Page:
Potential Tax Regulations

In the regime of global taxation, two distinct jurisdictions prevail: source nation-based jurisdiction and resident nation-based jurisdiction. The majority of jurisdictions, like the United States of America and China, use both concepts in their tax systems. However, certain jurisdictions, such as Hong Kong and Macau, solely use source nation-based jurisdiction. These frameworks determine tax obligations based on the origin of income or the residence of the investor. Notably, the concept of “Permanent Establishments” (PEs) in the source country has historically governed tax rights in the global economy.[11] However, with the rapid expansion of the digital economy, it becomes imperative to transcend these existing boundaries.[12] Taxing digital currencies based on the principle of source jurisdiction provides a logical and equitable approach to treating them as individual income in the global market. Regardless of an individual’s physical presence, the country where the income originates should have the right to levy taxes on it. This principle acknowledges that the source of income holds significance in determining its taxation, irrespective of where the individual resides. The source jurisdiction principle also assists in preventing possible income losses for the nation of origin. If income sourced from one country is brought into another country for utilization, the latter country may impose indirect taxes, such as sales tax or value-added tax, on the subsequent use of that income. However, without considering the source jurisdiction for direct taxation, the country of origin would miss out on the opportunity to collect tax revenue on the initial generation of income. Overall, putting into practice the source jurisdiction concept guarantees a just and reasonable approach, avoiding double taxation while allowing nations to properly tax revenue earned inside their borders. This strategy supports economic equity, reliable income, and efficient tax administration in the dynamic environment of digital currencies. By addressing the jurisdiction problem, the issue of the valuation of digital currencies can be effectively resolved. When income is taxed in the jurisdiction where it is sourced, the valuation can be based on the rules and regulations established by that particular country. This approach ensures that the valuation method aligns with the taxation framework of the charging jurisdiction, providing clarity and consistency in determining the taxable value of digital currencies. In the context of India, it becomes crucial to introduce an amendment that specifically addresses the valuation method for digital currencies. By incorporating a clear provision within the existing tax laws, Indian authorities can establish a defined methodology for valuing digital currencies for tax purposes.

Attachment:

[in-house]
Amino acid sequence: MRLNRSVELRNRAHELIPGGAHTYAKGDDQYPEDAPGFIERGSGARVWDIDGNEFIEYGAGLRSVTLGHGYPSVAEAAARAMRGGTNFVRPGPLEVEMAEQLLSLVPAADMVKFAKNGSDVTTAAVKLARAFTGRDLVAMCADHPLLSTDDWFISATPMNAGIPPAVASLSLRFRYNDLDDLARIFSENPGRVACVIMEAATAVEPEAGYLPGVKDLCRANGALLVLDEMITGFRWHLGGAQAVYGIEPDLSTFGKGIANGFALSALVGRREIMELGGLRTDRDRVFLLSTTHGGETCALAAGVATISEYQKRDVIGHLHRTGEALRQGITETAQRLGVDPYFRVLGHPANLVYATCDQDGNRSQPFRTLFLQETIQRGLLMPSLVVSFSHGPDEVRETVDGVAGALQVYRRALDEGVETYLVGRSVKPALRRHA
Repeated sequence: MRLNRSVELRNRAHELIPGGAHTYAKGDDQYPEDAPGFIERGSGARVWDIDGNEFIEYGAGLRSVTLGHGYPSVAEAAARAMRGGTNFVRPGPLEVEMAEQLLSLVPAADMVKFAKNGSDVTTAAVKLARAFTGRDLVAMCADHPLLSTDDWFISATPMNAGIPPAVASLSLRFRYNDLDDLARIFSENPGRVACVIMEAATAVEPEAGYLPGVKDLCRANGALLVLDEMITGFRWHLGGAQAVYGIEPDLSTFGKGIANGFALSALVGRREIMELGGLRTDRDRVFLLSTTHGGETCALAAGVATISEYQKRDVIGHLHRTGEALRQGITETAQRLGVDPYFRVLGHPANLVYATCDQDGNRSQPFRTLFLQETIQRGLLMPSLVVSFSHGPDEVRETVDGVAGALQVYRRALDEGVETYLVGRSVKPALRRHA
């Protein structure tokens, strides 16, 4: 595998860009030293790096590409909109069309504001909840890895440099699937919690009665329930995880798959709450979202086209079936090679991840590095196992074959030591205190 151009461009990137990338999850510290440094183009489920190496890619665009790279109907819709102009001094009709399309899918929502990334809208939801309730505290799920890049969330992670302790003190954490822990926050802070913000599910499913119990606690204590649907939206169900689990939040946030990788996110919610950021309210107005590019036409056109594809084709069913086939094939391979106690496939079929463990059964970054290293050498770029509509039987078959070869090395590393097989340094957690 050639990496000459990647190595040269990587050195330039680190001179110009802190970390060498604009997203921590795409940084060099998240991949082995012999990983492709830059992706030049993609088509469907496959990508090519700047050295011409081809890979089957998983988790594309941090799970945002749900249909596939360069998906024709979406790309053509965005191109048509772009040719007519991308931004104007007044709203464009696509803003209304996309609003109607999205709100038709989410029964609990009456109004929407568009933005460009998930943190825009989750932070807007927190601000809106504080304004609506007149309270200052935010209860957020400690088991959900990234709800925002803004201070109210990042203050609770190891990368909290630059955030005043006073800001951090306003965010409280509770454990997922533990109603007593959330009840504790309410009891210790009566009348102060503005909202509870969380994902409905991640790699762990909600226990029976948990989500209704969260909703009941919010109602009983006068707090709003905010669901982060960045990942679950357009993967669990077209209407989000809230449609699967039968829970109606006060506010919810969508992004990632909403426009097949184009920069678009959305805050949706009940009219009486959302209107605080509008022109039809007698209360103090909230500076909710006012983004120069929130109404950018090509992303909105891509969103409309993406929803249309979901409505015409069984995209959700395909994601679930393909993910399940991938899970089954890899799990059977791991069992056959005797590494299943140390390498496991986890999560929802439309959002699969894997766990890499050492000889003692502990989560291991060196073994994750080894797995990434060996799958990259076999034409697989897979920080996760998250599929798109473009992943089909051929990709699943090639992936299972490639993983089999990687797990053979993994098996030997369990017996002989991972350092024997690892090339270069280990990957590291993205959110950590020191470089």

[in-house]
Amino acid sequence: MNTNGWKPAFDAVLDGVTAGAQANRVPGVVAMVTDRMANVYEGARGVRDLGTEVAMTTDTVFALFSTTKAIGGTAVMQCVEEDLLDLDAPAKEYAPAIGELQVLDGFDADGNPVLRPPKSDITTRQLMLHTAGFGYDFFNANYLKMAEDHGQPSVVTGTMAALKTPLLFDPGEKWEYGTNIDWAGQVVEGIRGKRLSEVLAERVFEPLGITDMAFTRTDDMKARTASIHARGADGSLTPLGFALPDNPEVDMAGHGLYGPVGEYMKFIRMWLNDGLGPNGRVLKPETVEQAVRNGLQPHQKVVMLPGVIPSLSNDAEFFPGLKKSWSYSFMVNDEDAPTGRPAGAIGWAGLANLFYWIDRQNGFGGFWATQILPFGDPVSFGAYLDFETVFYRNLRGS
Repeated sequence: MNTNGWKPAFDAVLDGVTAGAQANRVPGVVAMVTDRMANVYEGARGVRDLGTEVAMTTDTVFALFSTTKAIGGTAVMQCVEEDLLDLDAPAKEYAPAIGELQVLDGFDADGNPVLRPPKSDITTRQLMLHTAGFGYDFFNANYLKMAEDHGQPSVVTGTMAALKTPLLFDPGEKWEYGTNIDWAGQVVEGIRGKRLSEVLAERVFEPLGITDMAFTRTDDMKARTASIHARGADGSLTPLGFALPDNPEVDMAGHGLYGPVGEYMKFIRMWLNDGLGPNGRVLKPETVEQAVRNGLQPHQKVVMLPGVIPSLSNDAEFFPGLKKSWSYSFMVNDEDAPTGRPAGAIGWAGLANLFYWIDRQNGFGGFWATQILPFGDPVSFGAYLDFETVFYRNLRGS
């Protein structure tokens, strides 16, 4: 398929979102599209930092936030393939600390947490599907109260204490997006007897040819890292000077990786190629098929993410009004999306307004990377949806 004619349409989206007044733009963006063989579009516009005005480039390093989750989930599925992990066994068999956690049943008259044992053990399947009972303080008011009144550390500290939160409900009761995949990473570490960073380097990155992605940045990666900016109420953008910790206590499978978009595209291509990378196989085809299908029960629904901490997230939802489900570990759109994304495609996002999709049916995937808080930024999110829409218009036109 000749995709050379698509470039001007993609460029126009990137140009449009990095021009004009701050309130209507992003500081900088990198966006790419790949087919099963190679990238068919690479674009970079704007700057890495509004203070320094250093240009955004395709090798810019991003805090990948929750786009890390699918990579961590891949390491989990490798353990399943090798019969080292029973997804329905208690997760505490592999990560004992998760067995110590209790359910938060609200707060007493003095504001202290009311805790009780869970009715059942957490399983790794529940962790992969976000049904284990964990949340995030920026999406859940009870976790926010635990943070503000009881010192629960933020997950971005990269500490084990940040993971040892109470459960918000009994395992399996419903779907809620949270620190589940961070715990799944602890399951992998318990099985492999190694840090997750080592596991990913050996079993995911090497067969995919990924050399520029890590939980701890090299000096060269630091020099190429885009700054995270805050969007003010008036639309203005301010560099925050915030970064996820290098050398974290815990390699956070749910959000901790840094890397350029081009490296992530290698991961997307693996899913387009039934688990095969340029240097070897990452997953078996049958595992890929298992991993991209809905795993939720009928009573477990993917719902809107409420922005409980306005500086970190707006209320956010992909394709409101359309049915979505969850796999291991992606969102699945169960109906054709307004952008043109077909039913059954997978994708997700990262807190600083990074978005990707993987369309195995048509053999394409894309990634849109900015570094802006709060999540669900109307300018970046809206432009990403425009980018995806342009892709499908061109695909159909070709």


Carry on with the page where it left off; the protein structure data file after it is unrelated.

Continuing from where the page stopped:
A comprehensive International Tax Framework on digital virtual currency is the need of the hour to combat the issues faced in the current regime. The volatile market for digital currencies is one of the biggest global concerns and the reason why every country is seeking to control the market in its own unique way.[13] Only a few countries have made it legal tender, while some have outrightly banned the currency. It may be a smart method to make money and transition to cashless transactions, but it also carries a danger of fraud, money laundering, and other illegal activities like tax evasion. It is necessary to clarify the ambiguous taxation system through the establishment of fair and transparent worldwide guidelines. Once the jurisdictional issue is resolved, it will be less difficult for countries to include the required clauses in the DTAA as well as local tax legislation.


[1] INTERNATIONAL TAXATION-OECD,, (last visited Jun. 20, 2023).

[2] INTERNATIONAL MONETARY FUND, G20 Note on the Macro financial Implications of Crypto Assets,(Issued on February, 2023).

[3] INTERNATIONAL TAXATION> DTAA,, (last visited Jun. 19,2023)

[4] The Income Tax Act 1961, s 56(2), No. 43, Acts of Parliament, 1961 (India).

[5] The Income Tax Act 1961, s 115 BBH, No. 43, Acts of Parliament, 1961 (India).

[6] The Income Tax Act 1961, s 9(1), No. 43, Acts of Parliament, 1961 (India).

[7] THE WASHINGTON POST,, (last visited Jun 18,2023).

[8] Supra Note 3.

[9] Income Tax Rules, 1961 Rule 11UA.

[10] Finance Bill, 2022, bill No. 18-C of 2022.

[11] Reuven S. Avi-Yonah, Structure of International Taxation: A Proposal for Simplification, 74 TEX. L. REV. 1301 (1996).

[12]/[2018] 400 (Article)[27-03-201891]

[13] THE ECONOMIC TIMES,, (last visited Jun 15, 2023)